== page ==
In their joint article, “The multipolar Asian century: Contestation or competition?”, Samir Saran, a senior research fellow and vice president of the Observer Research Foundation (India) and Ashok Malik, a senior research fellow at the Australian Lowy Institute for International Policy, also assign India an important place in the future world order and focus on the Asia-Pacific region as a possible source for the formation of a multipolar world. Saran and Malik suggest three possible scenarios:

Should the US choose to bequeath the liberal, international order to Asian forces, India will be the heir-apparent. India would not, under this circumstance, play the role of a great power — because Asia is too fractious and politically vibrant to be managed by one entity — but simply that of a ‘bridge power’. India is in a unique and catalytic position, with its ability to singularly span the geographic and ideological length of the continent. But two variables will need to be determined. Can the US find it within itself to incubate an order that may not afford it the pride of place like the trans-Atlantic system? And, can India get its act together and be alive to the opportunity it has to become the inheritor of a liberal Asia?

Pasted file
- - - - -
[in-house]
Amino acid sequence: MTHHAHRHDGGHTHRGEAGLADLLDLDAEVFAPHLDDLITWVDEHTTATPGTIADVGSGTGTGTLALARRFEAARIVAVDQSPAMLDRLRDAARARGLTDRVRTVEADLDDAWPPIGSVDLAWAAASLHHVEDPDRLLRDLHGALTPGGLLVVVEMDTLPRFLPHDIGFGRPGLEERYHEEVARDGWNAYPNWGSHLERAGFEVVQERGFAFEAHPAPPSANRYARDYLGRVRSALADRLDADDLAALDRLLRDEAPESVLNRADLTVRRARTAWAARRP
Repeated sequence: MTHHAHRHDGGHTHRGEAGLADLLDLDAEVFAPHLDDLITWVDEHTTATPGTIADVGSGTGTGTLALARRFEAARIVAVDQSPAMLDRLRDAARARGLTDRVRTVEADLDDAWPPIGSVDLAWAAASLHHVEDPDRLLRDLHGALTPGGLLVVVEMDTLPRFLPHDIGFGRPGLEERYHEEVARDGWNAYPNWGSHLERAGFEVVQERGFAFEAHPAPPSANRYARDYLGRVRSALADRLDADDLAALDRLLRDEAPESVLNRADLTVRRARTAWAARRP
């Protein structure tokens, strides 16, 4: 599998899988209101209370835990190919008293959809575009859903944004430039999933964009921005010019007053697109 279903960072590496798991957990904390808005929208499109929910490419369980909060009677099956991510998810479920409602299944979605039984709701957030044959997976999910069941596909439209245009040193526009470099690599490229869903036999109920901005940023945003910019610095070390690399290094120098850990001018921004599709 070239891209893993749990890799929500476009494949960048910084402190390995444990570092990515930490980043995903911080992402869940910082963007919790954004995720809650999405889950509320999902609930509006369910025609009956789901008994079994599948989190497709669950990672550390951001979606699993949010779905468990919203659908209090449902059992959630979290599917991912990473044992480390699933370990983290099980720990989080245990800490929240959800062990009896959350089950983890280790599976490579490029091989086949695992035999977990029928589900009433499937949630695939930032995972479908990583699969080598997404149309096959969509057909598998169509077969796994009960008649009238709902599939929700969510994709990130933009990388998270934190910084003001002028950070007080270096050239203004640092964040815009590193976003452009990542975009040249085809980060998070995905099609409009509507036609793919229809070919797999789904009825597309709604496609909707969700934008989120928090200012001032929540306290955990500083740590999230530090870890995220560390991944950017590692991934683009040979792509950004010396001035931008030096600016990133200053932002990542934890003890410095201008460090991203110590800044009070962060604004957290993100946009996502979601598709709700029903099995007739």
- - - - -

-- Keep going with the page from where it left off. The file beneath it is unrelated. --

The second possibility for an Asian order is that it resembles the 19th century Concert of Europe, an unstable but necessary political coalition of major powers on the continent. The ‘big eight’ in Asia (China, India Japan, Saudi Arabia, Iran, Australia, Russia and America) would all be locked in a marriage of convenience, bringing their disparate interests to heel for the greater cause of shared governance. Difficult as it would be to predict the contours of this system, it would likely be focused on preventing shocks to ‘core’ governance functions in Asia, such as the preservation of the financial system, territorial and political sovereignties and inter-dependent security arrangements. Given that each major player in this system would see this as an ad hoc mechanism, its chances of devolving into a debilitating bilateral or multi-front conflict for superiority would be high — very much like the Concert that gave way to the First World War.